Q: Can you tell me about how you became an advocate for UBI?

A: In November of 2018, my son Gerald died of pancreatic cancer at age 54 after being diagnosed seven weeks before. Incredibly, his father died of pancreatic cancer when he was 54 years old, 32 years before that. So it was devastating. And [Gerald] had converted me from being a libertarian with the advent of 2008 when the economic system went awry. People lost their homes, their cars, couldn’t send their kids to college. I realized that what I had been able to achieve, coming to the U.S. when I was 11-years-old with my mother with $400 to our name, that who I am is the American Dream. And I realized that it was no longer available.

Q: And your son was concerned about those same issues? How did he come to his perspective on UBI?

A: Gerald was the software engineer for the Model 3 Tesla. So he has been a techie all of his life and what really spurred him on to look into this in a deeper way was his fear of technological unemployment. The robots are coming. And the potential of that technology is what Gerald was aware of — it’s immense.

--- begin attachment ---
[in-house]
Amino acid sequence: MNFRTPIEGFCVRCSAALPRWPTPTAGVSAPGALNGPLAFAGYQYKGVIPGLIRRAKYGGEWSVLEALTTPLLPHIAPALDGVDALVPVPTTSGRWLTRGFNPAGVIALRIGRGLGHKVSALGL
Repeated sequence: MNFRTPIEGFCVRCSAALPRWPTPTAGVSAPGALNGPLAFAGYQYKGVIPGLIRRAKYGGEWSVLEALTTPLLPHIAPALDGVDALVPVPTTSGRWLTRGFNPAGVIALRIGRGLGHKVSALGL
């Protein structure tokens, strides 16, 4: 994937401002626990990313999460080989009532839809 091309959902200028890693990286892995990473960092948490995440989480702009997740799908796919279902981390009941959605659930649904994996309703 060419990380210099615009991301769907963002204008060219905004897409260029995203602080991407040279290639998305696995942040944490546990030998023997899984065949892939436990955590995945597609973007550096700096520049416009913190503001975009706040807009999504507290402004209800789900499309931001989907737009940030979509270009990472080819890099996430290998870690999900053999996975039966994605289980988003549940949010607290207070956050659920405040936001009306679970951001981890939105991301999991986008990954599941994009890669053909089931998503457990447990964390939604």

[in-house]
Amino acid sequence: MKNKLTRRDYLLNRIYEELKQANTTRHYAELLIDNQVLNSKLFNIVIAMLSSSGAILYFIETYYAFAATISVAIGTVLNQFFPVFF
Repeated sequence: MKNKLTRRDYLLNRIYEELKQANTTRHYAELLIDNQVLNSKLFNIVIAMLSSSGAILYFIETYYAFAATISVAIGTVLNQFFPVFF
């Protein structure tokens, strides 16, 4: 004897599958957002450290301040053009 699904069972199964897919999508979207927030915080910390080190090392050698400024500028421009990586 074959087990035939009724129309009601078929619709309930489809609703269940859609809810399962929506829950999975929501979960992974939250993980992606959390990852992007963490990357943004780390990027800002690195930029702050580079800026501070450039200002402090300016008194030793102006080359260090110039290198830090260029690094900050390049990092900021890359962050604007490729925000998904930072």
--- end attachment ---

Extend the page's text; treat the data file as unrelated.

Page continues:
Gerald passed away in 2018. And I began doing due diligence on UBI. I knew a number of people in the UBI world that Gerald had introduced me to, who connected me to other people in the field.  And I looked at who was doing what. All the organizations were doing was writing and talking. They weren’t doing anything. So when that was clear to me I started the Gerald Huff Fund for Humanity.

Q: Different people have different ideas about what exactly UBI should look like. What’s yours?